Experts: Trump’s New Travel Ban a Blow to International Study - Higher Education
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Experts: Trump’s New Travel Ban a Blow to International Study

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by Reginald Stuart


President Trump’s issuance Monday of a revised executive order placing tight restrictions on the entry into the United States of some foreigners received a guarded reception from higher education leaders and frontline college and university officials involved in international higher education efforts.

Trump’s new order imposing travel bans to the United States from six Muslim-majority nations appears to be quite like Trump’s first order issued about a month ago banning new visas to citizens coming from seven countries in the Middle East region. Beyond excluding Iraq from the new order, the revised one poses the same uncertainty, obstacles and harsh feelings about America as his first issued, they say.

“While the revised executive order is more limited in scope, the impact is significant,” says Peter McPherson, president of the Association of Public and Land-grant Universities (APLU), which consists of 250 of the nation’s largest public research institutions. “The pipeline of new students and scholars from those countries — many of whom are in the midst of the college application process — is now cut off.

“Public research universities are also concerned that the new order could have a chilling effect on students and scholars in other countries who are considering whether to study and conduct research in the United States or elsewhere.”

McPherson says Trump’s new order “undermines” the ability of America’s universities to “thrive,” something he attributes to their freedom to connect throughout the world. During the 2015-16 school year, he notes, more than 15,000 students and more than 2,100 scholars from the six countries covered by Monday’s order studied and conducted research at American universities.

The six countries affected by Monday’s order are Iran, Somalia, Sudan, Yemen, Syria, and Libya. Citizens from those countries will face a 90-day ban on travel to the United States starting March 16. It does not revoke existing visas approved before March 16 nor does it specifically state what, if any, new rules apply to current lawful permanent residents and holders of green cards.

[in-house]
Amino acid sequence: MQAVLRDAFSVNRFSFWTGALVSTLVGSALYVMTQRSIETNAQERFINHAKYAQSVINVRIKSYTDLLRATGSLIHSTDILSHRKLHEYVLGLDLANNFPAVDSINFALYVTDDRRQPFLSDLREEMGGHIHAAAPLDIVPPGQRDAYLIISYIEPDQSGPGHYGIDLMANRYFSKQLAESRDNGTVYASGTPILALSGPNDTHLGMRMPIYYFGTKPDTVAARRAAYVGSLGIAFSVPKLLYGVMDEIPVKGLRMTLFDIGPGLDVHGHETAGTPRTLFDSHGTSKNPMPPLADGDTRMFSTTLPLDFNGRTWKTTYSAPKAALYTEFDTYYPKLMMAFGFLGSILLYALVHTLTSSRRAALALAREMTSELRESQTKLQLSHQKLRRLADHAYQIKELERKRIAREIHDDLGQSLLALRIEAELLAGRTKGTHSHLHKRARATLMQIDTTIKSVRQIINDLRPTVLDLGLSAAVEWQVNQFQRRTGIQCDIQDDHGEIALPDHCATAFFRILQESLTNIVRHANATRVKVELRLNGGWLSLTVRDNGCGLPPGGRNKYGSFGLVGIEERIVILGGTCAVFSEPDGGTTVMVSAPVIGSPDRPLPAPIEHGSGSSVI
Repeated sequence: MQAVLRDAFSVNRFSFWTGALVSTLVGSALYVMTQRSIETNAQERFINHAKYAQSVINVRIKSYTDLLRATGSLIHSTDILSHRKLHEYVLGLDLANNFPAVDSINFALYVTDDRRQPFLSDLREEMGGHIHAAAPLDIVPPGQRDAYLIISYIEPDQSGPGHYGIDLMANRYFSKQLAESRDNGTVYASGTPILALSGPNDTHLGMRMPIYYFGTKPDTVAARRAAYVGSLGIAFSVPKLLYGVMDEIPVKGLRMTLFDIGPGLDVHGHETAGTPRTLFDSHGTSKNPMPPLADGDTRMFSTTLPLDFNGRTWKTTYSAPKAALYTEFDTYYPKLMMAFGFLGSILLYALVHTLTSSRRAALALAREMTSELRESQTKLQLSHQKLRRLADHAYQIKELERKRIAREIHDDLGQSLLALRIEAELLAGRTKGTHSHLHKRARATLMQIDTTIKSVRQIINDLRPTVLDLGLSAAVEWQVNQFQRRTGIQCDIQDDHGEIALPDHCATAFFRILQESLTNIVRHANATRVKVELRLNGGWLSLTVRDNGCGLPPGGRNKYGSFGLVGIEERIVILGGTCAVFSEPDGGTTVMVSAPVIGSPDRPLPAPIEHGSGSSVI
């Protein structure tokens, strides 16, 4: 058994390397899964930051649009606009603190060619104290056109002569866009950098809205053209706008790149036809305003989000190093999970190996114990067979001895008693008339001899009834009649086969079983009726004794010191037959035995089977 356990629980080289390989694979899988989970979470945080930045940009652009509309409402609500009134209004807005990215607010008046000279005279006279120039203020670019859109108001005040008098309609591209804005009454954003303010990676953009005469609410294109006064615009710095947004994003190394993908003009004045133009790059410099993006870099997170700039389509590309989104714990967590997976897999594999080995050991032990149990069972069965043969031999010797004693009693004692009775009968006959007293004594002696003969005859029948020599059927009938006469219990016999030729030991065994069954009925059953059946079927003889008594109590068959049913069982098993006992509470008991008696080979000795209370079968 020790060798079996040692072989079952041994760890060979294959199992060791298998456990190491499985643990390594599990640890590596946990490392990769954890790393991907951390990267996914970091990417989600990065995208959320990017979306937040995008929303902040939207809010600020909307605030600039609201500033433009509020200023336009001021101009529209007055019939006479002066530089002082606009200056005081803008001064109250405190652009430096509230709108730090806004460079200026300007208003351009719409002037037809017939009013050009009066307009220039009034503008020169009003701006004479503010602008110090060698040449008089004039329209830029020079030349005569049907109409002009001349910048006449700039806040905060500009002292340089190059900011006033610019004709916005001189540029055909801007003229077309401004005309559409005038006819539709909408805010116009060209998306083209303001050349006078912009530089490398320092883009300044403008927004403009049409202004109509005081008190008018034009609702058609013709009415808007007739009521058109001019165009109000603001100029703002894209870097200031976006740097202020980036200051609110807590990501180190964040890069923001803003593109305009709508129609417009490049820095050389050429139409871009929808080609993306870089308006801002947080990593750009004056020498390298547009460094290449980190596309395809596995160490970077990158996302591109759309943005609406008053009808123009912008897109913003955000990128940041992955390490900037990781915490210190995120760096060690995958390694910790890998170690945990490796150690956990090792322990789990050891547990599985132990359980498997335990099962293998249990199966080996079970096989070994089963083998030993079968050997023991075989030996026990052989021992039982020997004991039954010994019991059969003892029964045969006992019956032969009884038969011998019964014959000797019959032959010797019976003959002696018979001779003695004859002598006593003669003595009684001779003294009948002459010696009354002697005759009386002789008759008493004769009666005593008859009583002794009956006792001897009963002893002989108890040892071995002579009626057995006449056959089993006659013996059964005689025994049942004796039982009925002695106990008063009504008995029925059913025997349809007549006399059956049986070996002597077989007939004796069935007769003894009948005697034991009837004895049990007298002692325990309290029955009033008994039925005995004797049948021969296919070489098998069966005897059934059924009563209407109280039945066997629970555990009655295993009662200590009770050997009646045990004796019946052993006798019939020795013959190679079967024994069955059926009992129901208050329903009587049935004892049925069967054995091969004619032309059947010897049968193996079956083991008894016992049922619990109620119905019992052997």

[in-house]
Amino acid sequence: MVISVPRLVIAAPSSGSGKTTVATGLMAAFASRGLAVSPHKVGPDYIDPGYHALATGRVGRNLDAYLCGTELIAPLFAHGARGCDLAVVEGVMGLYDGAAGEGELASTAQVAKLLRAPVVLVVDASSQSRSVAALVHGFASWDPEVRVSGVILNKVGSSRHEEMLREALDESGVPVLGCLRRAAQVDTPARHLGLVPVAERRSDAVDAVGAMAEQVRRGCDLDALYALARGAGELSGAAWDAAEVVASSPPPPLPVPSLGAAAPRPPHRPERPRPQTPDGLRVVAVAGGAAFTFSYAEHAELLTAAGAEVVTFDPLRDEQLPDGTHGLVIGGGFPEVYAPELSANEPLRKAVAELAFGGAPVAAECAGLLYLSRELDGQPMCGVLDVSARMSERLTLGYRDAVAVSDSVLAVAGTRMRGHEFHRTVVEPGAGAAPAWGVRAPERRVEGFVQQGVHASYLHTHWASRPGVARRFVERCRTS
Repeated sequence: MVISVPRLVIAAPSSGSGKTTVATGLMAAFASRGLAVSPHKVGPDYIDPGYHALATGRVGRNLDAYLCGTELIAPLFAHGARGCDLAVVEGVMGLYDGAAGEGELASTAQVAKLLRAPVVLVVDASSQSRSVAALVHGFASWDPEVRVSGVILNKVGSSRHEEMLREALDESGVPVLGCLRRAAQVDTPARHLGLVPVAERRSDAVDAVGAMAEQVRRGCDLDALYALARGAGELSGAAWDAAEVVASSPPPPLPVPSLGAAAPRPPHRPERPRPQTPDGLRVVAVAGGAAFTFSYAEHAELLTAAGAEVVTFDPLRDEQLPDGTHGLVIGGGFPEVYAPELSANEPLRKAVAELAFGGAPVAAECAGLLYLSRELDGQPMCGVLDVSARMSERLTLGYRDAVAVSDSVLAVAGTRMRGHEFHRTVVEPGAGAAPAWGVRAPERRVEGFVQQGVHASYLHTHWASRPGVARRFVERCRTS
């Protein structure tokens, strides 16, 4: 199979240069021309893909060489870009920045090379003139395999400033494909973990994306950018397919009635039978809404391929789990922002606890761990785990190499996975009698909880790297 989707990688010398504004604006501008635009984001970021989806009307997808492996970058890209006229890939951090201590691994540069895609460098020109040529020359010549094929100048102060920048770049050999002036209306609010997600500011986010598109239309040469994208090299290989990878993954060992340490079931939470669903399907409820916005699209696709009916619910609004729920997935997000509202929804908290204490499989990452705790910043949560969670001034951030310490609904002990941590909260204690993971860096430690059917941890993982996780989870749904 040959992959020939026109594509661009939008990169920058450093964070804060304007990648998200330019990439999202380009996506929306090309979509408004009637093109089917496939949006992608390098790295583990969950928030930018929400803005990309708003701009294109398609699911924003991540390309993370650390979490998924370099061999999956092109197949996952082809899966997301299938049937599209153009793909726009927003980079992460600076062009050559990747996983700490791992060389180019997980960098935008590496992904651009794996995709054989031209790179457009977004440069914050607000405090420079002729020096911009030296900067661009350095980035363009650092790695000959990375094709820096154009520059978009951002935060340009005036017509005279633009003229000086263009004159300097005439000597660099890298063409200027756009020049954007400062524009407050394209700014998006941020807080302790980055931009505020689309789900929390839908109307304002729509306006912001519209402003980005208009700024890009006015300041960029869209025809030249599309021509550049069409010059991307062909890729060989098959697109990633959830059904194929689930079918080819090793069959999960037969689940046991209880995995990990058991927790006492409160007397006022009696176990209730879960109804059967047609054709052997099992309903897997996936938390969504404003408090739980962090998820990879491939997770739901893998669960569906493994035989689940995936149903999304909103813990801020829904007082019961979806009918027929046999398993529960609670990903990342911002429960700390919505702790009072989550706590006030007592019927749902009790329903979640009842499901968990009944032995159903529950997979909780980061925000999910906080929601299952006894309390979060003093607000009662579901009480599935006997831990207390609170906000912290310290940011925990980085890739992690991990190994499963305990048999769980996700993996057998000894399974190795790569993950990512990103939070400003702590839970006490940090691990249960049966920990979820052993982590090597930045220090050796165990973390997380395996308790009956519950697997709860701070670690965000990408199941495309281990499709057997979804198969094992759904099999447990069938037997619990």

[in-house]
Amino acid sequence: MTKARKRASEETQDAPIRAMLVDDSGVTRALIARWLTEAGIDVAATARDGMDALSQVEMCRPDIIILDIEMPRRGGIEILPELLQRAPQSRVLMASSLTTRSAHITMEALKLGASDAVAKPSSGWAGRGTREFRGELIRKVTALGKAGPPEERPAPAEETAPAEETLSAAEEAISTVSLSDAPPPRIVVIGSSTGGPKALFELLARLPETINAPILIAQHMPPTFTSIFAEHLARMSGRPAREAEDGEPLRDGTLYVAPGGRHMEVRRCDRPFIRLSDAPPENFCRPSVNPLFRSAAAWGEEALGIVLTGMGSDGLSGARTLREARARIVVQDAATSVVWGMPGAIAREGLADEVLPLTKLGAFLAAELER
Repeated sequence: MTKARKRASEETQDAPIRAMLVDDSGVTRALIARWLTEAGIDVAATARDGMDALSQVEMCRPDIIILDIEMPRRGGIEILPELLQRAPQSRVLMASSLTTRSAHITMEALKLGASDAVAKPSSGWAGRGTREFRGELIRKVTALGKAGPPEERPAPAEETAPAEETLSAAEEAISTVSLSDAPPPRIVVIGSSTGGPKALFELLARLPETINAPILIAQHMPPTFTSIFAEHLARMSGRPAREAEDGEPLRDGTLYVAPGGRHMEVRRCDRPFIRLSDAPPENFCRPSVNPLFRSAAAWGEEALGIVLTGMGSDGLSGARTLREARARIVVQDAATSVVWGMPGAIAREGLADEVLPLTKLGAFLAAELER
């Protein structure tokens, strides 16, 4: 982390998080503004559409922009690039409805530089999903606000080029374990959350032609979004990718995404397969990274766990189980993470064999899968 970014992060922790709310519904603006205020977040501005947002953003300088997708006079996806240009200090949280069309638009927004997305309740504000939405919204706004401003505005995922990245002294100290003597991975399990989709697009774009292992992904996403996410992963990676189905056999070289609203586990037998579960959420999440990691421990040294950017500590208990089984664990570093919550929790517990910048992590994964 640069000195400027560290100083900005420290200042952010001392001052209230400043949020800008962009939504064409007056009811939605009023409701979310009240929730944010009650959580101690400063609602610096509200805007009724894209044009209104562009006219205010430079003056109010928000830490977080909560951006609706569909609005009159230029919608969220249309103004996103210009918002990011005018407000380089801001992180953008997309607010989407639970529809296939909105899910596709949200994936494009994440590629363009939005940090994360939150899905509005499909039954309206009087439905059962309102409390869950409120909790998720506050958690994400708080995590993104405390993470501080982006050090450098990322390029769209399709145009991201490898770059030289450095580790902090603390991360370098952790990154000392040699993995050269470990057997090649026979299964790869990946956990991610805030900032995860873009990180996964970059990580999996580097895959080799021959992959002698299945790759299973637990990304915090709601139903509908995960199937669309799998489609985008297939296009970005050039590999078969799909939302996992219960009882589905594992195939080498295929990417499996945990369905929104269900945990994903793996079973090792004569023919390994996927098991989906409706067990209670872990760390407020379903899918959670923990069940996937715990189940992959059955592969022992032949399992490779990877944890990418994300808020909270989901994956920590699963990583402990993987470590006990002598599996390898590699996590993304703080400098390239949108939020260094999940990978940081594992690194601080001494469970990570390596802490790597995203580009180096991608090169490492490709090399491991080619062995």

Monday’s announcement by the White House and the U.S. attorney general, on behalf of Trump, also says visas revoked when the original travel ban was issued by Trump have been fully restored, according to NBC News.

McPherson’s expressions of concern about the impact of Trump’s actions on the ability of foreign students and scholars to study and work in the United States was echoed from a different perspective, regarding American students and scholars being able to study abroad.

“Some of our students will choose not to go” abroad this summer to study, says Dr. Margery Ganz, director of study abroad and international exchange at Atlanta’s Spelman College. Ganz says she would not be surprised if study abroad fell this year as it did last year, when violence in several foreign capitals elevated concerns about safety abroad.

Ganz, as did several other frontline officials, says she has not had time to thoroughly review the new Trump order to fully determine what impact it might have on Spelman.

Sanford Ungar, former president of Goucher College, says he, too, has not had time to carefully review Trump’s new order. Absent the details, he says, the overall new order still keeps people out of America who can contribute to it and the tone of the order is negative.

“The worst thing is it’s still saying we’re better” than people in other countries,” says Ungar, now a scholar in residence at Georgetown University and a Lumina Foundation Fellow.

McPherson seemed to make the same point in his comment on Trump’s new order, noting that all six of the 2016 U.S.-based Nobel Prize winners in economics and scientific fields were foreign born.

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